The word chowder has its roots in the Latin word calderia, which originally meant a hearth for warming things and later came to mean a cooking pot. The word evolved to cauldron, which in French became chaudiere, a heartbeat from chowder.

    The first chowders in our culture were fish chowders, made in cauldrons in fishing villages along the coast of France and in the Cornwall region of Southwestern England. When the fishermen came to the New World, they found clams in huge supply along the northern Atlantic coast, and clam chowder was born.

    Here’s a review of one of our favorite New England Clam Chowders, available by the can from Bar Harbor Foods.

    How Many Types Of Soup Have You Had?

    Check out our delicious Soup Glossary.

      

    Comments off

    FOOD TIP OF THE DAY: Make Your Own Flavored Waters

    If you can’t find the flavored water you want in a store—or if you want to save the amount of plastic you consume—you can make it yourself and save both money and the environment. Refill a 16-ounce water bottle with water and start by adding 5 drops of flavor extract (from the spice department) with a clean medicine dropper. We love making mint water this way! If you want to sweeten your water, add a few drops of low-glycemic agave syrup (you’ll find it in the supplements department of natural food stores), or use a liquid non-caloric sweetener. Read about the water that inspired us to make our own, Hint Water, a NIBBLE Top Pick Of The Week. Find more of our favorite waters in the Bottled Water Section of THE NIBBLE online magazine.   Mint Water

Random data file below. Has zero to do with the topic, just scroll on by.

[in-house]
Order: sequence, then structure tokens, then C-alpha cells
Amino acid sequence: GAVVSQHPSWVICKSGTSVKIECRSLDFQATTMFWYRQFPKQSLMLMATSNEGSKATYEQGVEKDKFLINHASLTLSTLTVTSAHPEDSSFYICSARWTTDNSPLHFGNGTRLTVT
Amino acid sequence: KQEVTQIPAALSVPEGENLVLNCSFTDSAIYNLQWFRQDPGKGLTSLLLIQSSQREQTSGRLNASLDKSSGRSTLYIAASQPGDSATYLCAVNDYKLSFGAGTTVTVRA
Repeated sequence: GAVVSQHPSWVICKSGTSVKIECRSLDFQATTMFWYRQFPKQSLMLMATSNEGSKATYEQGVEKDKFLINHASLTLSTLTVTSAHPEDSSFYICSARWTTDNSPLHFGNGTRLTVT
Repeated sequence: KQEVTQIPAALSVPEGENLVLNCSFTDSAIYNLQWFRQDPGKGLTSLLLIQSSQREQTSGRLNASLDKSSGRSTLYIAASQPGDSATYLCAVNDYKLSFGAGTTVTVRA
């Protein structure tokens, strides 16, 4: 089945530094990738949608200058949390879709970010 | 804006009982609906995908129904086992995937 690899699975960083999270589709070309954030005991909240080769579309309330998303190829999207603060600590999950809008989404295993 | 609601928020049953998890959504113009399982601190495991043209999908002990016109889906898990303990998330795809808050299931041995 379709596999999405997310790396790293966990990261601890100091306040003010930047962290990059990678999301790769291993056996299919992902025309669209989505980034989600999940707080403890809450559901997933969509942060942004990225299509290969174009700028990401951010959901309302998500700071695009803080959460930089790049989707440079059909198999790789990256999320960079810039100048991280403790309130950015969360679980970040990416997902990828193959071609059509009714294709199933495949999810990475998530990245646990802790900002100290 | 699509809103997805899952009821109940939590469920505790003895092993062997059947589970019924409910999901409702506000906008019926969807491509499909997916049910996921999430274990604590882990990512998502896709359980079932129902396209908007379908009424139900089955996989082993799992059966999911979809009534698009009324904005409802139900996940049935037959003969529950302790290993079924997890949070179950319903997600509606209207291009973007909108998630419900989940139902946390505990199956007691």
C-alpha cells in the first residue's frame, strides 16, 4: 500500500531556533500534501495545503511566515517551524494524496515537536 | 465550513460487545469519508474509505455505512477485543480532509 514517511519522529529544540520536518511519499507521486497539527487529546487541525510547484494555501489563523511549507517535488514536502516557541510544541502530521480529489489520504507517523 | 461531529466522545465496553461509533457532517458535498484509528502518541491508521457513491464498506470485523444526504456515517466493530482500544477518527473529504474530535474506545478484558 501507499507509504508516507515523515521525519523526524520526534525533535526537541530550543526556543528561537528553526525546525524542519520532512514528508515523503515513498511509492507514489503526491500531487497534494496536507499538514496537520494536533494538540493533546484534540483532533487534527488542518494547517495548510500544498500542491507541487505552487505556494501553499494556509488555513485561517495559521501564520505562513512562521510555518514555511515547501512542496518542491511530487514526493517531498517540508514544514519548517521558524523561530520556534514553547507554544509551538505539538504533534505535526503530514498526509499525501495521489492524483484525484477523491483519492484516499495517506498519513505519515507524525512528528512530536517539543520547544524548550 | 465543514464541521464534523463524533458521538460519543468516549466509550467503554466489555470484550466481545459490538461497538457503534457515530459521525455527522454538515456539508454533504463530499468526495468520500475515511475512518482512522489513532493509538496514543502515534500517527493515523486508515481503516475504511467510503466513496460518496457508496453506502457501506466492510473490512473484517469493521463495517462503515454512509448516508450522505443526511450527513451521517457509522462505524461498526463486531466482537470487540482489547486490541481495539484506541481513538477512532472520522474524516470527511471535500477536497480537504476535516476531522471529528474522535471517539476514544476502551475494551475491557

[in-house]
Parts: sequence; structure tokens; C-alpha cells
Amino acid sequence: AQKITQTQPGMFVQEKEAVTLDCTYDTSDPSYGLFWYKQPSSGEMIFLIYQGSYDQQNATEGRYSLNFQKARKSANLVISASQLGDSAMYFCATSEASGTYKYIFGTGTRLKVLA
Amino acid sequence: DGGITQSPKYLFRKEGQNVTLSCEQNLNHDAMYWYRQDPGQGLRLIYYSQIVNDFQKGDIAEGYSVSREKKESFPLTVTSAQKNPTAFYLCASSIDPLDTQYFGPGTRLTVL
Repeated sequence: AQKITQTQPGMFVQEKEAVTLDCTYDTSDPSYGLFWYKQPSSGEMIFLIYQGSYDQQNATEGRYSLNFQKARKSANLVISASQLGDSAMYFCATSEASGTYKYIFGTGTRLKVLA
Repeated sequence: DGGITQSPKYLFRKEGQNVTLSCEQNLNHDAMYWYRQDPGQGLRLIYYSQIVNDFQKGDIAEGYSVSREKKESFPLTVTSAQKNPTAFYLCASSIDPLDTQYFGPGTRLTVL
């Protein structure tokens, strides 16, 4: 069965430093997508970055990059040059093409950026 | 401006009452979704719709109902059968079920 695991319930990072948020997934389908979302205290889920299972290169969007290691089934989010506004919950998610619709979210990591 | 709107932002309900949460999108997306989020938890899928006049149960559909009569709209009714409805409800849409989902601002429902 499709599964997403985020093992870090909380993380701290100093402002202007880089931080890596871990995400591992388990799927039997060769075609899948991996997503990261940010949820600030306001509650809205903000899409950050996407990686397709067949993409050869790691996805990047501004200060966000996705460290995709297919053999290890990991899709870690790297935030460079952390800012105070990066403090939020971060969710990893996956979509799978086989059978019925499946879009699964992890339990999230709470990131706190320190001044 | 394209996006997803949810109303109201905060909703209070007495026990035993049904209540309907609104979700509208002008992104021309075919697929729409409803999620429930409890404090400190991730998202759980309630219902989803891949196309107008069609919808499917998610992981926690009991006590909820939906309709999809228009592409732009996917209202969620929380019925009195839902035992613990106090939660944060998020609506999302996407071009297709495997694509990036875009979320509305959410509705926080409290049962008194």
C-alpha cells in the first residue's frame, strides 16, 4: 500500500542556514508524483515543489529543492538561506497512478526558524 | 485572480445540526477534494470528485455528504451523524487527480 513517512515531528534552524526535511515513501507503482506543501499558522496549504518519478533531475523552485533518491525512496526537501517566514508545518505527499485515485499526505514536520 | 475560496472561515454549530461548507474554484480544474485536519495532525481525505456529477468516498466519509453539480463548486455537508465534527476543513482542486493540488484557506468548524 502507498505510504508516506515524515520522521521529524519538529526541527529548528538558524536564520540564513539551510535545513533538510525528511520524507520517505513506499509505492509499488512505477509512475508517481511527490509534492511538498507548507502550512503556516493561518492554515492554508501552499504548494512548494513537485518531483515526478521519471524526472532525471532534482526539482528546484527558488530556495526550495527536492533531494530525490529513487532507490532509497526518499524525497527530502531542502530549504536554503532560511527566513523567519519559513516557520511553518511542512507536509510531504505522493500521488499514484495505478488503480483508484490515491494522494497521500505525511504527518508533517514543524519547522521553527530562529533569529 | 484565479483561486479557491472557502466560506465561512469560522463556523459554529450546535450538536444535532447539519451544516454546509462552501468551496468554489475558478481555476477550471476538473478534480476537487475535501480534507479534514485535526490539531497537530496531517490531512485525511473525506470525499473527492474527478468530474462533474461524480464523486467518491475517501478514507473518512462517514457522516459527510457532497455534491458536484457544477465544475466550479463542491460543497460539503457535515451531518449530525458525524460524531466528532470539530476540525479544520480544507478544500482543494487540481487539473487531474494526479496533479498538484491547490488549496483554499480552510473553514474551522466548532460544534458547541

We made mint water with mint extract, and added a spring of fresh rosemary and a lemon wheel to layer the flavor. Great taste, zero calories.
     

    Comments off



    © Copyright 2005-2016 Lifestyle Direct, Inc. All rights reserved. All images are copyrighted to their respective owners.